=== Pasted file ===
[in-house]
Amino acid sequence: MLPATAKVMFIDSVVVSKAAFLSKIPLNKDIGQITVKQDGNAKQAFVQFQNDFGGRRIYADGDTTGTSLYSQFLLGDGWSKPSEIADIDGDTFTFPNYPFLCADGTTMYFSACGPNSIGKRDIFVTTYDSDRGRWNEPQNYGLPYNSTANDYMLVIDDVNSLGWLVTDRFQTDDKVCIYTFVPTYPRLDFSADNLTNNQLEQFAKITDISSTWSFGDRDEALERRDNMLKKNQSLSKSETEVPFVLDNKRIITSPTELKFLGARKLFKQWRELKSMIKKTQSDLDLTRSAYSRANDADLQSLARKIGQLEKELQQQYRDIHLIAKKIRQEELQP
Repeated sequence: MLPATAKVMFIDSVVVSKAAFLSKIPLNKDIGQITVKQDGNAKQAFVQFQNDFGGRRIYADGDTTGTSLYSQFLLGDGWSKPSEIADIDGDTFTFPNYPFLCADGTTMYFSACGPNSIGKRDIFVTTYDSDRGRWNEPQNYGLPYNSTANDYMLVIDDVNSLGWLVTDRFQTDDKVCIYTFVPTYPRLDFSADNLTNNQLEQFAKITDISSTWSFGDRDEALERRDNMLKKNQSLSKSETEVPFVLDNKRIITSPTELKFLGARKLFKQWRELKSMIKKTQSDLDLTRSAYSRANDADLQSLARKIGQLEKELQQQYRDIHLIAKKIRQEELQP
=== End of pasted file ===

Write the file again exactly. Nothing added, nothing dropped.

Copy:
[in-house]
Amino acid sequence: MLPATAKVMFIDSVVVSKAAFLSKIPLNKDIGQITVKQDGNAKQAFVQFQNDFGGRRIYADGDTTGTSLYSQFLLGDGWSKPSEIADIDGDTFTFPNYPFLCADGTTMYFSACGPNSIGKRDIFVTTYDSDRGRWNEPQNYGLPYNSTANDYMLVIDDVNSLGWLVTDRFQTDDKVCIYTFVPTYPRLDFSADNLTNNQLEQFAKITDISSTWSFGDRDEALERRDNMLKKNQSLSKSETEVPFVLDNKRIITSPTELKFLGARKLFKQWRELKSMIKKTQSDLDLTRSAYSRANDADLQSLARKIGQLEKELQQQYRDIHLIAKKIRQEELQP
Repeated sequence: MLPATAKVMFIDSVVVSKAAFLSKIPLNKDIGQITVKQDGNAKQAFVQFQNDFGGRRIYADGDTTGTSLYSQFLLGDGWSKPSEIADIDGDTFTFPNYPFLCADGTTMYFSACGPNSIGKRDIFVTTYDSDRGRWNEPQNYGLPYNSTANDYMLVIDDVNSLGWLVTDRFQTDDKVCIYTFVPTYPRLDFSADNLTNNQLEQFAKITDISSTWSFGDRDEALERRDNMLKKNQSLSKSETEVPFVLDNKRIITSPTELKFLGARKLFKQWRELKSMIKKTQSDLDLTRSAYSRANDADLQSLARKIGQLEKELQQQYRDIHLIAKKIRQEELQP